It’s usually a good sign for an artist’s career when their concert in a major metropolis sells so many tickets that it has to be moved to a new — and larger — venue at the last minute. It’s probably also a good sign that despite the change of venue, the line wrapped around the block before the doors opened. The last opportune omen is the fact that those people in line patiently waited over 2 hours past the initial doors time for those doors to open and stuck it out through a show that lasted until well after midnight.
With all those tenets in mind, it looks very much like Nigerian Afrobeats/R&B singer Tems is already a star. The Monday night LA stop on the singer’s first-ever US tour followed the above arch, starting out at The Roxy before switching to The Fonda Theatre a day before the show was to take place, which didn’t stop a legion of fans from lining up down Hollywood Boulevard, around the corner on Gower, and all the way down the street for most of the next block. Those fans certainly did wait it out, and their patience was rewarded by an impressive performance from the burgeoning star.
Tems’ opener, Amaarae, generated suitable hype for the headliner with a set that showcased her bold personality and welcoming demeanor. The opener pulled fans onstage to perform alongside her more than once and provided a lively counterpoint to the relatively lower key set that followed. Her exuberant tunes were more defiant and extroverted, whereas Tems’ set — taken from her two EPs, 2020’s For Broken Ears and last month’s If Orange Was A Place — was more internally focused and emotional.
Tems’ performance bore many of the hallmarks of a veteran performer, despite her ostensible rookie status. Framed in angelic light and wearing a flowing, translucent dressing gown, she delivered powerful vocals over renditions of “Damages,” “Free Mind,” and of course, “Essence,” the Wizkid megahit that brought Tems to national prominence. Her fans, a diverse mix of young people, many flamboyantly dressed in traditional African patterns and styles, bought into every new song in the set, despite some being relatively very new. The inevitable singalong that broke out when she launched into “Essence” — assisted by Wizkid in a surprise appearance, naturally — left the impression that she’ll have plenty of opportunities to improve on lots of future tours.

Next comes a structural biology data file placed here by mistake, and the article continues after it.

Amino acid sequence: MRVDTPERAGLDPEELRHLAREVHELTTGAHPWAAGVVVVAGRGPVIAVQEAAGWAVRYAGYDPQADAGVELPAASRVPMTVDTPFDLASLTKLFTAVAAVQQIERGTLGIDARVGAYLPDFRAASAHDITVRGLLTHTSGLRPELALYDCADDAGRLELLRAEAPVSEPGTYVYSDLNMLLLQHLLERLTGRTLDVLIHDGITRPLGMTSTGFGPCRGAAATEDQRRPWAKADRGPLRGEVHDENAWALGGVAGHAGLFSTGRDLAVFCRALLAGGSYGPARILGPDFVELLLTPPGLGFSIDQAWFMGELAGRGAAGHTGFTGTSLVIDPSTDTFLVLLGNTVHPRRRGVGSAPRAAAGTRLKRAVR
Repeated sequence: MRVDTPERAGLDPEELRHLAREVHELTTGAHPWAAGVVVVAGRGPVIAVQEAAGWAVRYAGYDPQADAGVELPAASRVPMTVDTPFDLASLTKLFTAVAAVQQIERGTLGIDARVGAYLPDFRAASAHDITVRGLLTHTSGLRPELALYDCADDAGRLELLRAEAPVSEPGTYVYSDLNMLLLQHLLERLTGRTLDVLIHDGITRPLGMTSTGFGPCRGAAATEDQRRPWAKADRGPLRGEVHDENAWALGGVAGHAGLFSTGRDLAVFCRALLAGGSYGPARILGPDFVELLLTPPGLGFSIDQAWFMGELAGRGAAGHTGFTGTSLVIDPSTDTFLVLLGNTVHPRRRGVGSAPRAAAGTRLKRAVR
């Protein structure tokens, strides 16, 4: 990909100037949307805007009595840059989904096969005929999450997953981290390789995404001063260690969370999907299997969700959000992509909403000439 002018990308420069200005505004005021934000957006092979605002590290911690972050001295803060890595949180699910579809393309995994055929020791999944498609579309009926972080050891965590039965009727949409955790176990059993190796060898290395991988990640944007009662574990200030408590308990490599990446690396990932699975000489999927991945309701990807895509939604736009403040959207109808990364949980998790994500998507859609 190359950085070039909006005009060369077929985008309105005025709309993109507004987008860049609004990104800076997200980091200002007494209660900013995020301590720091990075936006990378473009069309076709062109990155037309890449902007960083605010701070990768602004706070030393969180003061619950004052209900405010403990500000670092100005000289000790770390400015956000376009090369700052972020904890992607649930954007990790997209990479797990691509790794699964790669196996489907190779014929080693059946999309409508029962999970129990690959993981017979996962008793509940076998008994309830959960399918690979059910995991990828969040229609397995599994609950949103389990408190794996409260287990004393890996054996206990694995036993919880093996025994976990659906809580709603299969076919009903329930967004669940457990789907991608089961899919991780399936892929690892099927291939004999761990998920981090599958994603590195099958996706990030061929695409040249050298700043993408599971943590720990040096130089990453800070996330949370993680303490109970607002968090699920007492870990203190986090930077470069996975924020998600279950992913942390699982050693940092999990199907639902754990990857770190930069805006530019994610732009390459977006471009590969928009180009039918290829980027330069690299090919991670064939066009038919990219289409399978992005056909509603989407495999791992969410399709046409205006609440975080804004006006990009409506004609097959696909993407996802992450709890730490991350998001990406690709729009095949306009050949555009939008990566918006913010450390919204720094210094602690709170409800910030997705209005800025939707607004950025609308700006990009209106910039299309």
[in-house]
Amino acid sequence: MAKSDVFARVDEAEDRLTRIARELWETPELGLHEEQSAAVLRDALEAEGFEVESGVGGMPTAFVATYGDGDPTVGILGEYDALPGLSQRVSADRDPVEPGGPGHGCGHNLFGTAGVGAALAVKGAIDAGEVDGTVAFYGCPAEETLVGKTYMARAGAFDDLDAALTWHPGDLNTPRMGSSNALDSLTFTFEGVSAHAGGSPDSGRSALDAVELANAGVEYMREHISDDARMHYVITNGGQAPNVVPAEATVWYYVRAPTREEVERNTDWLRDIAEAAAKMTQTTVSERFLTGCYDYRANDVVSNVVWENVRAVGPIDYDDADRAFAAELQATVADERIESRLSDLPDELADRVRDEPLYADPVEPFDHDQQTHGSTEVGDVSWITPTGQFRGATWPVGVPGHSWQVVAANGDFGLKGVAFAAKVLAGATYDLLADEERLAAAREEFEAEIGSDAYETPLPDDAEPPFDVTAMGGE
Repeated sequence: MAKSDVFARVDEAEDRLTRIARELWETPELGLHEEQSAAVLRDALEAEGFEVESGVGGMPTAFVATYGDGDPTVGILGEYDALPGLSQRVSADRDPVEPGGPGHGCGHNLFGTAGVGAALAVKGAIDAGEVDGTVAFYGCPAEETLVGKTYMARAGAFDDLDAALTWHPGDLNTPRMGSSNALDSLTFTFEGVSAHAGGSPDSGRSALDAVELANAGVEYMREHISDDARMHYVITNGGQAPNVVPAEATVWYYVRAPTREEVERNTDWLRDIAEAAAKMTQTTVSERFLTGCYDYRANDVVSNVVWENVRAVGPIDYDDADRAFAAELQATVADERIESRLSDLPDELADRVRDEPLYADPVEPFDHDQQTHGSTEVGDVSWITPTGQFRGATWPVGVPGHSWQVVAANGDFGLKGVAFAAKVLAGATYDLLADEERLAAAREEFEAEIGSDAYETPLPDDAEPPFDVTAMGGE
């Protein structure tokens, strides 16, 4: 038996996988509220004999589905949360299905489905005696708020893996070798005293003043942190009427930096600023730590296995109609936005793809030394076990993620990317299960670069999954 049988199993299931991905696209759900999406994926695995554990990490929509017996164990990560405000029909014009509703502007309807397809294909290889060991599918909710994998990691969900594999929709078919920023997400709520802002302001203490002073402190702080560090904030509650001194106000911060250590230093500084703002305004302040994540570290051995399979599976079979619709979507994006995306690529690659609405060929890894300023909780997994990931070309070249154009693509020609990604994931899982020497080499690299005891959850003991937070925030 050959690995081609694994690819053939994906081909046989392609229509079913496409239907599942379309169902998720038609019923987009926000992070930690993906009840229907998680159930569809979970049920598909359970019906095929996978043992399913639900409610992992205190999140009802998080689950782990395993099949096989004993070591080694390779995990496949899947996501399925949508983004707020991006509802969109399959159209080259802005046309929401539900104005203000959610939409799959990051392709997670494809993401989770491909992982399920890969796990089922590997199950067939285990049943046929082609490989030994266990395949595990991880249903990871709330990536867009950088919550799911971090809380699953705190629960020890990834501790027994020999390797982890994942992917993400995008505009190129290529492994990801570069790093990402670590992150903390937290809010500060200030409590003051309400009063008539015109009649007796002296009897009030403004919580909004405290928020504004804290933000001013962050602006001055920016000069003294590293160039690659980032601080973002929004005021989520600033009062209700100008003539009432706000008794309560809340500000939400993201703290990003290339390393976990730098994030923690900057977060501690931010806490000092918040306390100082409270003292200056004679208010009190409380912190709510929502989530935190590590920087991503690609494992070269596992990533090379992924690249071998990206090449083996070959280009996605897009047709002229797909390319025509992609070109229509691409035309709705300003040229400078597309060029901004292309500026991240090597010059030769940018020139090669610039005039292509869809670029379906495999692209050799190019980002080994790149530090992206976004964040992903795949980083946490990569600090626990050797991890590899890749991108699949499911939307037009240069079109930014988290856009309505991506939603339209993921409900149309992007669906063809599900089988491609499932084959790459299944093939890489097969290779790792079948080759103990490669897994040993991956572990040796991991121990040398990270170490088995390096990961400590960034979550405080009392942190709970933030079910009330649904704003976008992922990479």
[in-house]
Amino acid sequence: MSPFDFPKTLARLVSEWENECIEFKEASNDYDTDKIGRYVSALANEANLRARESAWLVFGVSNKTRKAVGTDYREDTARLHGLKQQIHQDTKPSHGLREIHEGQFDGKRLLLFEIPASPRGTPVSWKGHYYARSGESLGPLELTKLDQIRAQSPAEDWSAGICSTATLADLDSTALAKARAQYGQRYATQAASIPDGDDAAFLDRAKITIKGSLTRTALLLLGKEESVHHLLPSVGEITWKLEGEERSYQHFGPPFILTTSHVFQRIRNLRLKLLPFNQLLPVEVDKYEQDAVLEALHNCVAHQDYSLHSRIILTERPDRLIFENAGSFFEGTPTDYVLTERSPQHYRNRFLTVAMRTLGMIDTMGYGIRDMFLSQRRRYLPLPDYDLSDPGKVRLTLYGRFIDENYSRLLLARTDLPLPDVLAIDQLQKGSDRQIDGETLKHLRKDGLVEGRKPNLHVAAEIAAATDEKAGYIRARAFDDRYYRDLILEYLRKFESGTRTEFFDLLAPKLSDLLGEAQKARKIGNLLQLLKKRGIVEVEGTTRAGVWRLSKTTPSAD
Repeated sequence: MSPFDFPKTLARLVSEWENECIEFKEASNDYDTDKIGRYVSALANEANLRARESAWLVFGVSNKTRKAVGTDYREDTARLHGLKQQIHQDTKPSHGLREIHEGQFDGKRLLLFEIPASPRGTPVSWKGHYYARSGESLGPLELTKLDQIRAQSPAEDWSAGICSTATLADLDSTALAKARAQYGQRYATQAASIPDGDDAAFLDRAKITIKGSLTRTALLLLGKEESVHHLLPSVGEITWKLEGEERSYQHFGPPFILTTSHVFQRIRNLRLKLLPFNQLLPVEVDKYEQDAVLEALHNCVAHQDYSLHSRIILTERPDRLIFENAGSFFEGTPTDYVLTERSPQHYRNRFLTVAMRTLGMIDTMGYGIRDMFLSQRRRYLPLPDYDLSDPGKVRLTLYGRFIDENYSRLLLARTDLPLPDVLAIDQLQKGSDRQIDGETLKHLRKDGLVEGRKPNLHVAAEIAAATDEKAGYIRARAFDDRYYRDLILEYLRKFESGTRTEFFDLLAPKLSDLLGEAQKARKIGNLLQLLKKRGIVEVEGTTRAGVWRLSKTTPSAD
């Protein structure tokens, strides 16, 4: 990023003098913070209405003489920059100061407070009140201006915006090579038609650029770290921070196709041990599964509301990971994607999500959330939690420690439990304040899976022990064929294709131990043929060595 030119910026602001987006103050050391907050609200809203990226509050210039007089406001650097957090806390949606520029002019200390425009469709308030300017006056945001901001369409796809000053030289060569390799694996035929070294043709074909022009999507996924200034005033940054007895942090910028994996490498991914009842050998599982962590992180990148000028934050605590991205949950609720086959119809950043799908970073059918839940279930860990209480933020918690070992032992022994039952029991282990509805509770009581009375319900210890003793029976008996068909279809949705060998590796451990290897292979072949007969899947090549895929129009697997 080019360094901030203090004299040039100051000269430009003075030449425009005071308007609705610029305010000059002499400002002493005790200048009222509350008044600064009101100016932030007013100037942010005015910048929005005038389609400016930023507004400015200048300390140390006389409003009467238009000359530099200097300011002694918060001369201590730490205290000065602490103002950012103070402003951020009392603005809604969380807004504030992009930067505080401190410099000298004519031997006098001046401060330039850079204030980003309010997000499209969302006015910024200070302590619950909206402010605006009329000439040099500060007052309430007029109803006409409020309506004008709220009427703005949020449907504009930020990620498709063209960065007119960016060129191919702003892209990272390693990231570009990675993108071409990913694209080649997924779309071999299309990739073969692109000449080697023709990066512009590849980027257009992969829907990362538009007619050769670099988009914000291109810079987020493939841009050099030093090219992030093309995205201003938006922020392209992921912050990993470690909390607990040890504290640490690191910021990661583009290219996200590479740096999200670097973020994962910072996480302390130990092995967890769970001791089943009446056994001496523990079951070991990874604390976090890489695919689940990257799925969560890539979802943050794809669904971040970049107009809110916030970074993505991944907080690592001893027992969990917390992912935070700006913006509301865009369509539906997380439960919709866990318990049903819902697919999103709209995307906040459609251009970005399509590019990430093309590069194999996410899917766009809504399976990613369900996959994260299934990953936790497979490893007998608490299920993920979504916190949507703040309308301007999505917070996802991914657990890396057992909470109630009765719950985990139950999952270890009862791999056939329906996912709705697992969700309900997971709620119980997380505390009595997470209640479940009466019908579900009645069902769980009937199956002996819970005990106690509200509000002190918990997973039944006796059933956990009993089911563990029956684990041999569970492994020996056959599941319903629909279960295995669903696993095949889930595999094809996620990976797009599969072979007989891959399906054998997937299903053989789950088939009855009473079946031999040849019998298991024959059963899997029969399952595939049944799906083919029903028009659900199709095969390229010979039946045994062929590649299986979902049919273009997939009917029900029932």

🗣 YOU DON'T NEED NO OTHER BODY pic.twitter.com/dFDZU4wOrM
— AP style (@adelleplaton) October 5, 2021
About that delay, though: It’s becoming clearer by the day that fans will be feeling the fallout from the pandemic and resulting entertainment shutdown for a while yet. So far, we’ve seen multiple examples of supply chain and logistical problems forcing artists to postpone events in just the last few weeks. Post Malone was forced to postpone Posty Fest due to supply problems, while J. Cole canceled and rescheduled a pair of shows after hours of delay because there wasn’t enough time to set up the stage as he envisioned. Although Tems didn’t specifically cite these problems, there’s little doubt that switching venues affected the production and prompted these delays.
Tems’ concert is also the second one Uproxx covered recently where a relatively new artist who’d broken out during the pandemic suddenly found that they were way more popular than projected at the last minute. Blxst’s Santa Ana tour stop, initially set for The Observatory’s smaller Constellation Room, was moved to the main stage practically the day of. The bad news is that eventually another breakout star will likely be forced to either play the smaller venue, leaving fans out, or reschedule shows as fewer venues and crew will be readily available. The good news is that these last-minute updates indicate the improving health of the industry, with tickets in high demand, and better projections for stars who couldn’t see their real-world impact as they grew their profiles mostly over the internet for the past year.
For acts like Tems, that can only be encouraging. Having to build a career in less-than-ideal conditions probably added a number of additional stressors on top the usual pressures of learning to deal with fame on the fly. But being able to see real-life rewards — particularly in respect to learning that your star has risen even higher than you (or your booking agent) could have imagined almost makes it all worth it. So, even as we all face the residual effects of the pandemic in live entertainment, for some stars and their fans, the payoff is more than worth the wait.